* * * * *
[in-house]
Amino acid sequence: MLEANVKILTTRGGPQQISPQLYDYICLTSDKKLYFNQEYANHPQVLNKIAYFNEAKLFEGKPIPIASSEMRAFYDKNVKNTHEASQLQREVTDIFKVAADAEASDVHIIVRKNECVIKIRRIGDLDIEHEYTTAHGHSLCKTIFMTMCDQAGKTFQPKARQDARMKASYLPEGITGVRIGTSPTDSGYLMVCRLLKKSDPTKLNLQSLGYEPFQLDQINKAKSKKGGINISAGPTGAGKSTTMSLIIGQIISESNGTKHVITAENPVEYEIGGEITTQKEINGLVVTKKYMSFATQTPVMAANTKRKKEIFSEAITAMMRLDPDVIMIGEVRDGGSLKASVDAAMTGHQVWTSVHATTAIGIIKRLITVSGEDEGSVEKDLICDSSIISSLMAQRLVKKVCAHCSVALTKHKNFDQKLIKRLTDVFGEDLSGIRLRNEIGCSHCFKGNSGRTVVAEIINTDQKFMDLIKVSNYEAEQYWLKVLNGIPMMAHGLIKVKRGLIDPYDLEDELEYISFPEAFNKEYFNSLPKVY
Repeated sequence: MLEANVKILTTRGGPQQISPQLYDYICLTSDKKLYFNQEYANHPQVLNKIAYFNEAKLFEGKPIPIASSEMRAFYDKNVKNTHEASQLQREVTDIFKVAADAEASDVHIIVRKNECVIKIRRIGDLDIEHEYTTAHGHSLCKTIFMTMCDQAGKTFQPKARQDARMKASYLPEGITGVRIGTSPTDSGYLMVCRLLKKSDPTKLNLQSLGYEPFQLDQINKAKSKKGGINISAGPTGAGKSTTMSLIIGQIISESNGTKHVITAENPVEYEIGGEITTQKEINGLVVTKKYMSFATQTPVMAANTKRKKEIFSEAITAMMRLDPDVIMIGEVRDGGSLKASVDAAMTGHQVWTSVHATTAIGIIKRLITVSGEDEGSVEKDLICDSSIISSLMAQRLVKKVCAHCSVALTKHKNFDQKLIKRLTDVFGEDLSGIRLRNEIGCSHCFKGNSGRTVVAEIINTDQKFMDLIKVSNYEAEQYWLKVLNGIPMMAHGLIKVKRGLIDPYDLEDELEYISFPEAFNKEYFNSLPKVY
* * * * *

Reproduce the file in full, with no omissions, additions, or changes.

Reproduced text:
[in-house]
Amino acid sequence: MLEANVKILTTRGGPQQISPQLYDYICLTSDKKLYFNQEYANHPQVLNKIAYFNEAKLFEGKPIPIASSEMRAFYDKNVKNTHEASQLQREVTDIFKVAADAEASDVHIIVRKNECVIKIRRIGDLDIEHEYTTAHGHSLCKTIFMTMCDQAGKTFQPKARQDARMKASYLPEGITGVRIGTSPTDSGYLMVCRLLKKSDPTKLNLQSLGYEPFQLDQINKAKSKKGGINISAGPTGAGKSTTMSLIIGQIISESNGTKHVITAENPVEYEIGGEITTQKEINGLVVTKKYMSFATQTPVMAANTKRKKEIFSEAITAMMRLDPDVIMIGEVRDGGSLKASVDAAMTGHQVWTSVHATTAIGIIKRLITVSGEDEGSVEKDLICDSSIISSLMAQRLVKKVCAHCSVALTKHKNFDQKLIKRLTDVFGEDLSGIRLRNEIGCSHCFKGNSGRTVVAEIINTDQKFMDLIKVSNYEAEQYWLKVLNGIPMMAHGLIKVKRGLIDPYDLEDELEYISFPEAFNKEYFNSLPKVY
Repeated sequence: MLEANVKILTTRGGPQQISPQLYDYICLTSDKKLYFNQEYANHPQVLNKIAYFNEAKLFEGKPIPIASSEMRAFYDKNVKNTHEASQLQREVTDIFKVAADAEASDVHIIVRKNECVIKIRRIGDLDIEHEYTTAHGHSLCKTIFMTMCDQAGKTFQPKARQDARMKASYLPEGITGVRIGTSPTDSGYLMVCRLLKKSDPTKLNLQSLGYEPFQLDQINKAKSKKGGINISAGPTGAGKSTTMSLIIGQIISESNGTKHVITAENPVEYEIGGEITTQKEINGLVVTKKYMSFATQTPVMAANTKRKKEIFSEAITAMMRLDPDVIMIGEVRDGGSLKASVDAAMTGHQVWTSVHATTAIGIIKRLITVSGEDEGSVEKDLICDSSIISSLMAQRLVKKVCAHCSVALTKHKNFDQKLIKRLTDVFGEDLSGIRLRNEIGCSHCFKGNSGRTVVAEIINTDQKFMDLIKVSNYEAEQYWLKVLNGIPMMAHGLIKVKRGLIDPYDLEDELEYISFPEAFNKEYFNSLPKVY